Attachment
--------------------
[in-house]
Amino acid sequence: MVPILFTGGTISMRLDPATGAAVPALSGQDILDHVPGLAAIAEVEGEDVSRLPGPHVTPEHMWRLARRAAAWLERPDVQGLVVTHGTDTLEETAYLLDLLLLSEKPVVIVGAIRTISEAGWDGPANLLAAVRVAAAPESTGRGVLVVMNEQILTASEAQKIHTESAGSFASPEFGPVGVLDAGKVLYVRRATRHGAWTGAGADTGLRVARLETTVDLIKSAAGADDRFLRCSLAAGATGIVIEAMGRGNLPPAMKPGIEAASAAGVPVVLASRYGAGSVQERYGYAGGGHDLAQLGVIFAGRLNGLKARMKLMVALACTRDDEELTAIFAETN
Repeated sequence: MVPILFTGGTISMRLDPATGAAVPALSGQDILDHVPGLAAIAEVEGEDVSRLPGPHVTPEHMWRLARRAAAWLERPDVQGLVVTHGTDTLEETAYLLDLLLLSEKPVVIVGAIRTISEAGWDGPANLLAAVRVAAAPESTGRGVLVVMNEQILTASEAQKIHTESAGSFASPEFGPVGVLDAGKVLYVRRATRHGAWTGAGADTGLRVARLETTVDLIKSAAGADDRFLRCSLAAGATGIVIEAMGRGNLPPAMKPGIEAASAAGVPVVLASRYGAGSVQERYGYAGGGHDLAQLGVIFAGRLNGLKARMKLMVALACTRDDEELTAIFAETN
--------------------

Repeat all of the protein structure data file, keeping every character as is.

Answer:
[in-house]
Amino acid sequence: MVPILFTGGTISMRLDPATGAAVPALSGQDILDHVPGLAAIAEVEGEDVSRLPGPHVTPEHMWRLARRAAAWLERPDVQGLVVTHGTDTLEETAYLLDLLLLSEKPVVIVGAIRTISEAGWDGPANLLAAVRVAAAPESTGRGVLVVMNEQILTASEAQKIHTESAGSFASPEFGPVGVLDAGKVLYVRRATRHGAWTGAGADTGLRVARLETTVDLIKSAAGADDRFLRCSLAAGATGIVIEAMGRGNLPPAMKPGIEAASAAGVPVVLASRYGAGSVQERYGYAGGGHDLAQLGVIFAGRLNGLKARMKLMVALACTRDDEELTAIFAETN
Repeated sequence: MVPILFTGGTISMRLDPATGAAVPALSGQDILDHVPGLAAIAEVEGEDVSRLPGPHVTPEHMWRLARRAAAWLERPDVQGLVVTHGTDTLEETAYLLDLLLLSEKPVVIVGAIRTISEAGWDGPANLLAAVRVAAAPESTGRGVLVVMNEQILTASEAQKIHTESAGSFASPEFGPVGVLDAGKVLYVRRATRHGAWTGAGADTGLRVARLETTVDLIKSAAGADDRFLRCSLAAGATGIVIEAMGRGNLPPAMKPGIEAASAAGVPVVLASRYGAGSVQERYGYAGGGHDLAQLGVIFAGRLNGLKARMKLMVALACTRDDEELTAIFAETN